A new vaccine that creates immunity against one of the world’s most common sexually transmitted infections, chlamydia, took its first step toward becoming widely available when the vaccine passed its first test in an early human trial, according to a paper published by the medical research journal Lancet.
In a randomized, controlled study of the new vaccine, developed by researchers in Britain and Denmark, involving 35 women, the vaccine produced the immunizing effect that the scientists had predicted, while at the same time producing no significant side effects in any of the women who took part in the study, according to a report on the human trial by CNN.
“The most important result is that we have seen protective antibodies against chlamydia in the genital tracts,” said Frank Follmann of Denmark’s Statens Serum Institute, and one of the authors of the Lancet paper, as quoted by CNN. “Our initial trials show them preventing the chlamydia bacteria from penetrating the cells of the body. This means that we have come a lot closer to a vaccine against chlamydia.”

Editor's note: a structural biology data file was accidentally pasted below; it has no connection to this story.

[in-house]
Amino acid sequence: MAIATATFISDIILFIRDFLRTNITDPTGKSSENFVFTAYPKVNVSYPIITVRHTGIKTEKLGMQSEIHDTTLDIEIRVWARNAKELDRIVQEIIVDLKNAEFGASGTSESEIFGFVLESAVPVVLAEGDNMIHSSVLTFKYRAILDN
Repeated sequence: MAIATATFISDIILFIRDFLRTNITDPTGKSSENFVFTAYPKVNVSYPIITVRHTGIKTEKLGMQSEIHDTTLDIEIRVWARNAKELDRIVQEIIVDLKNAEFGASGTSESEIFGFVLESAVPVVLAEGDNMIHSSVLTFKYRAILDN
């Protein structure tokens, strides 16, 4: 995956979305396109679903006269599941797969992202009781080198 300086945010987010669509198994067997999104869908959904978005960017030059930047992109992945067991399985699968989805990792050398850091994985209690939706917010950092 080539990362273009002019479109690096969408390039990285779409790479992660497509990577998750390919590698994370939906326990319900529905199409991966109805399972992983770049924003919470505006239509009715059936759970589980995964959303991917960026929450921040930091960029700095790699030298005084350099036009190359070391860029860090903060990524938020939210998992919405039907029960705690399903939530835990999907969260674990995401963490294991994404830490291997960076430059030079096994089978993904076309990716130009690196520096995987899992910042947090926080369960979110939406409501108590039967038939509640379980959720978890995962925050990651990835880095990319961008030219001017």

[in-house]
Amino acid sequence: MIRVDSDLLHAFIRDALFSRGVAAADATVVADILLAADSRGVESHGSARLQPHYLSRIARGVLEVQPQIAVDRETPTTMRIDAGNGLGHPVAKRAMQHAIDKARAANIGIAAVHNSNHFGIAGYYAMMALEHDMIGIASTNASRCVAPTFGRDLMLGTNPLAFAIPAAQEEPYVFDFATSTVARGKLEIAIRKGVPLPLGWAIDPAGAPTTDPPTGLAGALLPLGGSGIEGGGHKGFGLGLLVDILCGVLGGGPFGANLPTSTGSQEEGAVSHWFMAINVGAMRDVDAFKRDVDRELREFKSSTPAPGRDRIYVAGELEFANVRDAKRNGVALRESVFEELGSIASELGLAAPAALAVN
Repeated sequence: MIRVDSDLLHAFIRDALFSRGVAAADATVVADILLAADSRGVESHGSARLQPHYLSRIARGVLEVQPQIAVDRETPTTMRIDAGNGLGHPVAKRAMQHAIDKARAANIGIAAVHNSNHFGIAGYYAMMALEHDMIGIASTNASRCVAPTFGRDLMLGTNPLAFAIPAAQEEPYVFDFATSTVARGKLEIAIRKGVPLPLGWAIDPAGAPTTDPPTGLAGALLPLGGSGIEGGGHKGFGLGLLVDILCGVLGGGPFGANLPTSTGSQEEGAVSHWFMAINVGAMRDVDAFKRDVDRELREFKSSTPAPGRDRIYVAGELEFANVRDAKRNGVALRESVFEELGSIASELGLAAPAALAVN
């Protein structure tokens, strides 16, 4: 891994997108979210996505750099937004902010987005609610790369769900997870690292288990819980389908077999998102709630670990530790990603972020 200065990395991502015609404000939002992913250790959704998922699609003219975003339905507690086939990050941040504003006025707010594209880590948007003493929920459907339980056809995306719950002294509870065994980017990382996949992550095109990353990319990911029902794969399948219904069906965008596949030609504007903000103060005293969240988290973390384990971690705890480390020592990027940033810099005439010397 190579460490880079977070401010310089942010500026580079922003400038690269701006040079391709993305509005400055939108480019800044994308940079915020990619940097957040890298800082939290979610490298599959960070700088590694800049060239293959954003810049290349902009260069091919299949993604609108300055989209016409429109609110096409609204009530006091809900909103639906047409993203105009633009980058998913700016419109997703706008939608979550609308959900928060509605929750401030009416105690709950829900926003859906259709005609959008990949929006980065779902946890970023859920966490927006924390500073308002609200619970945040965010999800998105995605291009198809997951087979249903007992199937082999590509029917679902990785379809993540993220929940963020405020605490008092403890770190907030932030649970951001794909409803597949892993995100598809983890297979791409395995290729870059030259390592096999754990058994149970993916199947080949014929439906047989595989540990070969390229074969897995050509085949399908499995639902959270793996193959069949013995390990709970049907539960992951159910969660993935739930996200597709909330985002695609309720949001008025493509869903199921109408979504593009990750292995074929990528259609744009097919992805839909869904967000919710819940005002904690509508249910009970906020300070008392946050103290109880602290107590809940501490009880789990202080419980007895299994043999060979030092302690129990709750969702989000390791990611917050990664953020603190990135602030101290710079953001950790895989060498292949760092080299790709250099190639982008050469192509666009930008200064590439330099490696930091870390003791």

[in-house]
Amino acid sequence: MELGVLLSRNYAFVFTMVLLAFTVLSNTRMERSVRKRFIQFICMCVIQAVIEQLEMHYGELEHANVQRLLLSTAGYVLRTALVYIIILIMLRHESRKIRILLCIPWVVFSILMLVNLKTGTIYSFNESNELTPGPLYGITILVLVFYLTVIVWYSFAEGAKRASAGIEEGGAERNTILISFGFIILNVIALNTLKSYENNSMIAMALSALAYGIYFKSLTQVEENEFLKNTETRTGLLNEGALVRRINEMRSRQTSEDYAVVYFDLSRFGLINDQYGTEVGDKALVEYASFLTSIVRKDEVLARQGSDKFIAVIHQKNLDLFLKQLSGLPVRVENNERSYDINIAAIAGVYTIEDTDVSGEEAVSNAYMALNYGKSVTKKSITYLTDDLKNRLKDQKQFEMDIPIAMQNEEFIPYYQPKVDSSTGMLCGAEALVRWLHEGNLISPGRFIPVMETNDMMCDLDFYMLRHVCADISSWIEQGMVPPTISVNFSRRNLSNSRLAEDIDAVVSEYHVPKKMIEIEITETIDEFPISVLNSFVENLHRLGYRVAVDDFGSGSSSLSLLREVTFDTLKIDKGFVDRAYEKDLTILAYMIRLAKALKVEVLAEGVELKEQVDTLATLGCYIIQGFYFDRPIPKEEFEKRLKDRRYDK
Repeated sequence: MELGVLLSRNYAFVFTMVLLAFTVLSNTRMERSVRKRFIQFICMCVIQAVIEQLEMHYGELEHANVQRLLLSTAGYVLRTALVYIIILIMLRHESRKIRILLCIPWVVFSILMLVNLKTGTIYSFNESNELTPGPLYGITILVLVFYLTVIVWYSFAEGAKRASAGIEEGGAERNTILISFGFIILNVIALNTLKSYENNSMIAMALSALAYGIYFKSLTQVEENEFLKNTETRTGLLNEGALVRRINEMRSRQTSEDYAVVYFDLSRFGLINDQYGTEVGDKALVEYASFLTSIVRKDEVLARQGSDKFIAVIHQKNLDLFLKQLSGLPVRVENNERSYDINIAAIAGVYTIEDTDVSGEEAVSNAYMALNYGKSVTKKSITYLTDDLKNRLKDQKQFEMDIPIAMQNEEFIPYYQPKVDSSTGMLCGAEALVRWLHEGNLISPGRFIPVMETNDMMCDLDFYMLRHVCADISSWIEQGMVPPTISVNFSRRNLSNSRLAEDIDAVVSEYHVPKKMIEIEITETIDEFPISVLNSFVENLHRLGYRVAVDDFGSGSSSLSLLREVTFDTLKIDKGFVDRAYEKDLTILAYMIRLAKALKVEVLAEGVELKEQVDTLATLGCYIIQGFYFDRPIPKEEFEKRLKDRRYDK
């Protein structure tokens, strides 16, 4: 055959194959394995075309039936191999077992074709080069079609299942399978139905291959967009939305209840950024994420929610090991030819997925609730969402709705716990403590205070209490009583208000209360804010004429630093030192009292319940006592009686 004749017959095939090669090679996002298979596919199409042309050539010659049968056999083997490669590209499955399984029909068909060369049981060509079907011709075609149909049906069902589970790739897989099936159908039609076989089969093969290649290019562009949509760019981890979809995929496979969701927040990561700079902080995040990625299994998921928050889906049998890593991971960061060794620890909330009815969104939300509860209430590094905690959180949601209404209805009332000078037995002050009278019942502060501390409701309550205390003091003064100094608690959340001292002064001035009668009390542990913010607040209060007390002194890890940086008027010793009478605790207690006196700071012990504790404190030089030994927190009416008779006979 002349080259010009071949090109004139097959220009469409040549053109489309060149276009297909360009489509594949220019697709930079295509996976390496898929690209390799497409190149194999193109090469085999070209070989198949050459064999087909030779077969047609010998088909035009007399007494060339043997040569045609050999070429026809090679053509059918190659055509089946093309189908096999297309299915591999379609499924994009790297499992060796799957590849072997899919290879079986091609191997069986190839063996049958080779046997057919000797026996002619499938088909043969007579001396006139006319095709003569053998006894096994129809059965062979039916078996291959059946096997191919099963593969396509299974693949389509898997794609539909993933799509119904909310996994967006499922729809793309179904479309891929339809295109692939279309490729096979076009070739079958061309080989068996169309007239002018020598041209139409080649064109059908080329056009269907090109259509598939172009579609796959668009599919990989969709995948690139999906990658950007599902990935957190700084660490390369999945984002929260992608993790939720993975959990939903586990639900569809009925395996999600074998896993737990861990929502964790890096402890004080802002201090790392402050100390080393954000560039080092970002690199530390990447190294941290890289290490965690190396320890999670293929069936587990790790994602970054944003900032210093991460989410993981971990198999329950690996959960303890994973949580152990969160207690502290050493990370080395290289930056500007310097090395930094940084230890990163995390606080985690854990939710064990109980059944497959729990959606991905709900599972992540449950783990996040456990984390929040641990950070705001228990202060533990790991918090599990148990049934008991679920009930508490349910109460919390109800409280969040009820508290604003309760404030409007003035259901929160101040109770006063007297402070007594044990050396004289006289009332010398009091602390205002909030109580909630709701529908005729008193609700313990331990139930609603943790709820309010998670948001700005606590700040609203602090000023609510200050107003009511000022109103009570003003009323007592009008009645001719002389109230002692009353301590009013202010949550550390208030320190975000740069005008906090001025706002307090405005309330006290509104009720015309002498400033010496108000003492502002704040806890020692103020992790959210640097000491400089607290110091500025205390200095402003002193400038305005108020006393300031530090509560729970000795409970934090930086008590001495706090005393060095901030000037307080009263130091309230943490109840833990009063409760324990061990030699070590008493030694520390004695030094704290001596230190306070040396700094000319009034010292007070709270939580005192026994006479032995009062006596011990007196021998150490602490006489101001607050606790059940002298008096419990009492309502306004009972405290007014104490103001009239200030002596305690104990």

Chlamydia is estimated to infect 131 million human beings worldwide every year. In the United States, with the exception of the human papilloma virus, or HPV, which causes genital warts, chlamydia is the most common sexually transmitted disease, according to the Centers for Disease Control.
Symptoms of chlamydia can include pain or burning during urination, abnormal, odorous vaginal discharge in women and a clear or cloudy discharge from the penis in men. Burning and itching in the genital area and painful sex are also common symptoms of the bacterial infection.
Without a vaccine, condom use is currently the only reliable method of preventing the sexual transmission of chlamydia—though sexual penetration is not necessary for the chlamydia bacteria to pass from partner to partner. Any unprotected sexual contact may result in infection.
Once contracted, however, the disease can be treated with a week-long course of antibiotics, coupled with abstinence from sexual activity during that week. Though treatment is relatively easy, the antibiotics do not prevent later reinfection, which is common, and can lead to serious reproductive health issues in women.
The existence of a chlamydia vaccine could change all that by immunizing the recipient against the bacteria, but researchers warn that several more tests must be completed, and it could be several more years before the vaccine is ready for public use, according to a BBC report. The researchers say that they have already spent 15 years of research to reach the point of a clinical trial on humans.
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